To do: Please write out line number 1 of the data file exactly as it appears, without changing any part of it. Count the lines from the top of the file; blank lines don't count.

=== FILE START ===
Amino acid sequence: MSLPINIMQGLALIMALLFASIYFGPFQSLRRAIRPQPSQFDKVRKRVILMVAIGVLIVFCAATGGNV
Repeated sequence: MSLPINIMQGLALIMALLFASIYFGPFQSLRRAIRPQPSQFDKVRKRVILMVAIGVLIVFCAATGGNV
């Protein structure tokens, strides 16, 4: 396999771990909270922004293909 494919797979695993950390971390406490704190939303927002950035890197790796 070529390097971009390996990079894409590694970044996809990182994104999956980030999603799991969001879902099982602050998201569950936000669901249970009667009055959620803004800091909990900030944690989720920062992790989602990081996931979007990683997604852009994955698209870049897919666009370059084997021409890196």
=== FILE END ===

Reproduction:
Amino acid sequence: MSLPINIMQGLALIMALLFASIYFGPFQSLRRAIRPQPSQFDKVRKRVILMVAIGVLIVFCAATGGNV